Isle mortgage costs among top
POSTED: Wednesday, September 24, 2008
Nearly half of Hawaii homeowners paid 30 percent or more of their household income for mortgages last year, according to U.S. Census Bureau figures released yesterday.
Hawaii ranks among the top five states in the percentage of homeowners spending 30 percent or more of their household income toward their mortgages. Here are the top and bottom states, as well as the national average, based on the percentage of homeowners in that category in 2007.
Source: U.S. Census Bureau
The report showed that 45.8 percent of people with mortgages in Hawaii spent that much to own a home, the fifth-highest percentage among the states and the District of Columbia.
Nationally, 37.5 percent of homeowners fell in that category in 2007. California led the ranking, with 53 percent of residents in that group, followed by Nevada, Florida and New Jersey.
Hawaii's median housing cost for people with a mortgage was $2,099, meaning half paid less and half paid more. It was below only New Jersey at $2,278 and California's $2,314.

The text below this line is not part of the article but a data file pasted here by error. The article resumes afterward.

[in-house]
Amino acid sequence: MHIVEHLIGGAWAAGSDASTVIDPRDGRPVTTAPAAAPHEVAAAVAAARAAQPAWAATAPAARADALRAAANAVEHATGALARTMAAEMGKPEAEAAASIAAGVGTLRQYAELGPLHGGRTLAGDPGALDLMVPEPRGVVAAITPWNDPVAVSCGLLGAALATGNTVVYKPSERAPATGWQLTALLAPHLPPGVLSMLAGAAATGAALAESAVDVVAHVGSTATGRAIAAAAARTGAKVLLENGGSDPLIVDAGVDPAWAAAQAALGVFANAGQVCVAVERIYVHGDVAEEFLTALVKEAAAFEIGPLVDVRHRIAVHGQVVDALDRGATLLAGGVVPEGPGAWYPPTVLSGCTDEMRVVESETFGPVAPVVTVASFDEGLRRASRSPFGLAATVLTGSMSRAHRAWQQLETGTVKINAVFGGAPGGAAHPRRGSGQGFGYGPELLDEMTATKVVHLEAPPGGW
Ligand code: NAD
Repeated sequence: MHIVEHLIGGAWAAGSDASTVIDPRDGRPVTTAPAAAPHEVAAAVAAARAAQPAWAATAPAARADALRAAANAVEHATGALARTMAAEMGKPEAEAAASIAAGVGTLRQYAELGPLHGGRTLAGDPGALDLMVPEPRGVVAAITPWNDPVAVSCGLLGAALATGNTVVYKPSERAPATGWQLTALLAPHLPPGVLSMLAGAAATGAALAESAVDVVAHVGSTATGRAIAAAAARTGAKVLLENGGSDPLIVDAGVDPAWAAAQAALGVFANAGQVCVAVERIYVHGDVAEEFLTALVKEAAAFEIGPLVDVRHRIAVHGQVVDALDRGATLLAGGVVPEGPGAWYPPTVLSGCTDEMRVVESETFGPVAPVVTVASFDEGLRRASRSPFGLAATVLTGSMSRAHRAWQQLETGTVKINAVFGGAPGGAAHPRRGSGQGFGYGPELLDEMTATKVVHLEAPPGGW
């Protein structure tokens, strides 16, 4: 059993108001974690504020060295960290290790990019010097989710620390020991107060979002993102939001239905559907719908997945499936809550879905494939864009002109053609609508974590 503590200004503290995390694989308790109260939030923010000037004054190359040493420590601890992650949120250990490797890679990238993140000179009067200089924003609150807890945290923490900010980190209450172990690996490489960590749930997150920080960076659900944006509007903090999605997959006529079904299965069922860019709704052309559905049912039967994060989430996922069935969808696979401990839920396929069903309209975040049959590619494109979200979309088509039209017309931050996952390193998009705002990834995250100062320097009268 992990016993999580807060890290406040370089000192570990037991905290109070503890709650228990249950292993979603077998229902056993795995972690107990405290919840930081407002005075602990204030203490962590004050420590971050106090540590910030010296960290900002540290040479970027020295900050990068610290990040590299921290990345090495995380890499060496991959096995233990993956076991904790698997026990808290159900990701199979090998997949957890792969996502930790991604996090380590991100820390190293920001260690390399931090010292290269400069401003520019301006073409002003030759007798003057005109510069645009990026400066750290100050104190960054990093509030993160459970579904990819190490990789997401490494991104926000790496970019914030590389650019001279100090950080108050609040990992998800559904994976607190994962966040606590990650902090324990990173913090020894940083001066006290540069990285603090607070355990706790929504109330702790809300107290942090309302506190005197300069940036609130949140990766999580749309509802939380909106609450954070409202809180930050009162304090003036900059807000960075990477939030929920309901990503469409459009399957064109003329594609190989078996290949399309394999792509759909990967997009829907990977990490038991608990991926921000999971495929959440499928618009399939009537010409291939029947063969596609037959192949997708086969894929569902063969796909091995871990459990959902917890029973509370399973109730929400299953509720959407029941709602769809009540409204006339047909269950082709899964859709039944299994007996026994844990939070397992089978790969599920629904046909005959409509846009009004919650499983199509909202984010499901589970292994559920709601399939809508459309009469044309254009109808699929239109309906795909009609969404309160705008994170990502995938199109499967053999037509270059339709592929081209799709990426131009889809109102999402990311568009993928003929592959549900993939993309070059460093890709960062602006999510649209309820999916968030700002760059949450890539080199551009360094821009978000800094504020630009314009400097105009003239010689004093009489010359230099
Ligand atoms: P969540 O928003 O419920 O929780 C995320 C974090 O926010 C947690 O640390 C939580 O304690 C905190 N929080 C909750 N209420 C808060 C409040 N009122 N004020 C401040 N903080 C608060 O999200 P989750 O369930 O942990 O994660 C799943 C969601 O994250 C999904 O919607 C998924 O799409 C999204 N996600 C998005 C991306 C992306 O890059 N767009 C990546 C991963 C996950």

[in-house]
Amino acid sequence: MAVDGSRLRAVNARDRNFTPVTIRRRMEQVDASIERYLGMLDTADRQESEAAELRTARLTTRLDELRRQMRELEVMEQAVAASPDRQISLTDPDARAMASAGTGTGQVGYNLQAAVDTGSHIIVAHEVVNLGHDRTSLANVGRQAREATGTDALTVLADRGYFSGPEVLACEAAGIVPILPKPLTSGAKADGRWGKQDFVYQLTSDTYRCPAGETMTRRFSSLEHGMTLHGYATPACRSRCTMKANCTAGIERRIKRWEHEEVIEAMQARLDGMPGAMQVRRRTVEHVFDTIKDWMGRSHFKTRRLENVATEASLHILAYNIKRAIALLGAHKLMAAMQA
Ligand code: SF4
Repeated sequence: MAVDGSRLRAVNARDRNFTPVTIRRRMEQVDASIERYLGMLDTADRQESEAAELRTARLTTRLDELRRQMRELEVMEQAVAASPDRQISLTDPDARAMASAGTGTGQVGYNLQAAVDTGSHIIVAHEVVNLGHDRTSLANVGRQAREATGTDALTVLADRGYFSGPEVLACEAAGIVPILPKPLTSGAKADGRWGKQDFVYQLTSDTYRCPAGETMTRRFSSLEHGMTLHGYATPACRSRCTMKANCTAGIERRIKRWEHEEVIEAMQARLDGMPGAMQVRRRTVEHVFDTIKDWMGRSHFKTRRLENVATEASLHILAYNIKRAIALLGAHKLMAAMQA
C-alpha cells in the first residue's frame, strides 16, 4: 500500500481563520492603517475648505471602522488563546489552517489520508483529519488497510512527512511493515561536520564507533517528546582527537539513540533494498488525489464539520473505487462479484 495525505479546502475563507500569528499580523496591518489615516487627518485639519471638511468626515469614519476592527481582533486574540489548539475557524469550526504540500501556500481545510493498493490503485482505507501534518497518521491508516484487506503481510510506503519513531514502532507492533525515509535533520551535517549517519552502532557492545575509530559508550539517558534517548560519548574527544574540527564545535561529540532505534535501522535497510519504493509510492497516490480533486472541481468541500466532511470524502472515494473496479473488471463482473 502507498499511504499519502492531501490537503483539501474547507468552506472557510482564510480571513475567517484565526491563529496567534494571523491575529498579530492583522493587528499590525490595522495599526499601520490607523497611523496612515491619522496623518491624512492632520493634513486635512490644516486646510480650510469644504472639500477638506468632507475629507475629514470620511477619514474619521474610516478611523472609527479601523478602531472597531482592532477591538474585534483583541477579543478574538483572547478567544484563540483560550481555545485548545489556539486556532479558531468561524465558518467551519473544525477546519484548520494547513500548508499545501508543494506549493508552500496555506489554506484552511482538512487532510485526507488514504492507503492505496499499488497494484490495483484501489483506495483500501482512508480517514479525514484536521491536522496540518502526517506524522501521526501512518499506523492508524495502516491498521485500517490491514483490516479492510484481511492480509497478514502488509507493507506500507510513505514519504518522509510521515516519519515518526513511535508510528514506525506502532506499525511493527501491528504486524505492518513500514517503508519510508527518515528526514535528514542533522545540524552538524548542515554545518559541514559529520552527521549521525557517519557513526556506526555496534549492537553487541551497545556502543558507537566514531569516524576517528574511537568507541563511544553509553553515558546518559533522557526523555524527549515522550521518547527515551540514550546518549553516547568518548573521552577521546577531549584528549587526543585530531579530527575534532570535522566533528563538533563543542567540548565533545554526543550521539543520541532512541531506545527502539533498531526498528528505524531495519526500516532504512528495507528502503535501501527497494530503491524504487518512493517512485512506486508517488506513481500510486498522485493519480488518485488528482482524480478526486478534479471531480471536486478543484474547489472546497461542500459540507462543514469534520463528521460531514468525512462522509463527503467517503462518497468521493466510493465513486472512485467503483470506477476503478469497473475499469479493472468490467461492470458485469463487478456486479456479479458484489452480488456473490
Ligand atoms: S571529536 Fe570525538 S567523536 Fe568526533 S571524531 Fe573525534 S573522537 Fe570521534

Meanwhile, the state's median monthly rent continued to top the nation at $1,194, edging out California, New Jersey and Maryland, all of whom broke the $1,000 mark.
John Riggins, a self-employed real estate agent, said many of his clients have opted to delay buying a home because of steep mortgages.
Ideally, prospective homebuyers should limit their mortgage payments to a third, or about 33 percent, of their income, Riggins said. But he noted several people he has worked with have entered home-payment plans that will eat up 35 percent to 45 percent of what they make.
"I suspect that many people are over that" 30 percent threshold, Riggins said. "It has become an accepted thing."
But prospective homebuyers shouldn't be turned off by Hawaii's high mortgage costs, said Dennis Oshiro, executive director of the Hawaii HomeOwnership Center.
Since its launch here five years ago, the nonprofit, which teaches people how to budget for a home and find special loan programs, has helped more than 500 people become homeowners, Oshiro said.
"It is certainly worth exploring before you give up," he said, citing deals available for first-time homebuyers.
Those looking to own a home in Hawaii may initially need to settle for one with fewer bedrooms, or chose a different neighborhood to afford mortgages, but they can eventually build equity toward moving into their dream home, Riggins said.
He pointed out that many people could own a small place by adding a few hundred dollars to how much they set aside for rent.
"There may be a studio they can buy," he said. "The ideal is to take one small step. People shouldn't be going out thinking brand-new luxury, or whatever. They should be thinking in terms of their budget."